TNF-α facilitates the release of other pro-inflammatory cytokines from immune effector cells, including interferon alpha (IFN-α), interferon gamma (IFN-γ), IL-1β, IL-6, IL-8, Transforming growth factor beta (TGF-β) and chemokines (Silva et al., 2019). Further, in cases of enhanced inflammation, when the cell is stimulated, typically by bacterial lipopolysaccharide (LPS) or pro-inflammatory cytokines, there is induction of inducible nitric oxide synthase (iNOS). An increase in iNOS levels generates significant amounts of nitric oxide (NO) radicals or cyclooxygenase 2 (COX2); COX2 catalyzes the conversion of arachidonic acid to prostaglandins (PGs), prostacyclin and thromboxane A2 (Salvemini et al., 2013; Cinelli et al., 2020).
The signal transduction of inflammatory responses involves several signaling pathways including mitogen-activated protein kinase (MAPK), toll-like receptor (TLR), Janus kinase/signal transducers and activators of transcription (JAK-STAT), and nuclear factor kappa B (NFκB) pathways (Figure 1; Zhao et al., 2021). The activation of these pathways involves a series of phosphorylation events leading to the induction of various anti-apoptotic target genes and the expression of cytokines, chemokines, and adhesion molecules (Taniguchi and Karin, 2018; Fitzgerald and Kagan, 2020). Moreover, during inflammatory processes, reactive oxygen species (ROS) are commonly multiplied and can contribute to host cell and organ damage. Further, intracellular redox changes induced by ROS augment NF-κB activation through the phosphorylation and degradation of IκB by increasing IkB kinase ß (IKK) or Akt kinase activity (Haddad, 2002).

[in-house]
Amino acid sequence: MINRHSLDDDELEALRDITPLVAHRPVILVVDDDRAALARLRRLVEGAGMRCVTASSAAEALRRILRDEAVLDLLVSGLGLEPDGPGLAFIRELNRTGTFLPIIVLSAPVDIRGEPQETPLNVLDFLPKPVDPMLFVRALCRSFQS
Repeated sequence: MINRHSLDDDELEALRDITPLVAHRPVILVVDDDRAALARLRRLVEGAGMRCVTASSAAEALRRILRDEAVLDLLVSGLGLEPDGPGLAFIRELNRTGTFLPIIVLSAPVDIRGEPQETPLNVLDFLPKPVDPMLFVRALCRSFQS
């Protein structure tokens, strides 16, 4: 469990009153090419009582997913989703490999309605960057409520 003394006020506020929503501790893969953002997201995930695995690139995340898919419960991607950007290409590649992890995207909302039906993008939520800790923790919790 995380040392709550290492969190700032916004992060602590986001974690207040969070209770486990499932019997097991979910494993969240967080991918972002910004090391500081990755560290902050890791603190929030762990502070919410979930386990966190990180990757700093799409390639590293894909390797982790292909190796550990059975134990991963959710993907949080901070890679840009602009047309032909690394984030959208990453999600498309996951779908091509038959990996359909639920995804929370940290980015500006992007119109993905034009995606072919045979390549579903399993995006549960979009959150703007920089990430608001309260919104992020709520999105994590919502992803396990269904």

Resolution of inflammation may involve increased production of IL-10, among others. IL-10 is an anti-inflammatory cytokine, which inhibits the release of lipid mediators and pro-inflammatory cytokines (e.g., IL-1β, IL-6, and TNF-α; Figure 1; Panigrahy et al., 2021).
The Endocannabinoid System and Inflammation
The endocannabinoid system (ECS) is a modulator of multiple physiological activities, including in the nervous, endocrine, immune, blood circulation, gastrointestinal tract and reproductive systems (Di Marzo et al., 1998). Accordingly, dysregulation of the ECS is involved with various pathological conditions, including inflammation among others (Di Marzo and Piscitelli, 2015; Hillard, 2018), whereas therapeutic modulation of ECS activity has beneficial effects on various medical conditions, including those associated with inflammation (Ambrose and Simmons, 2019; Giacobbe et al., 2021). ECS is involved in both innate and adaptive immunity and in several chronic inflammatory diseases (Chiurchiù et al., 2015). ECS includes cannabinoid receptors types 1 and 2 (CB1 and CB2, respectively) and multiple other receptors such as the peroxisome proliferator-activated receptors (PPARs) and ion channels (e.g., the transient receptor potential ankyrin [TRPA] family and the transient receptor potential vanilloid [TRPV] family) (Biringer, 2021). Also included in the ECS are the receptors’ ligand, arachidonic acid derived endocannabinoids, and enzymes for endocannabinoid metabolism (Di Marzo et al., 1998).
Most immune cells express endocannabinoids, the enzymes regulating their biosynthesis and degradation, and endocannabinoid receptors (Chiurchiù et al., 2015). Both CB1 and CB2 are expressed in immune cells, with CB2 being expressed 10–100 times higher than CB1 in these cells (Jean-Gilles et al., 2010; Rahaman and Ganguly, 2021). Moreover, CB receptor activation regulates anti-inflammatory responses. For example, activation of CB2 receptors by its agonist inhibited the release of the pro-inflammatory cytokine IL-12 and IL-23 and enhanced the release of the anti-inflammatory cytokine IL-10 from cultured activated macrophages. This study suggested that the inhibitory effect of CB2 on IL-12 production was mediated by ERK1/2-MAPK (Correa et al., 2009).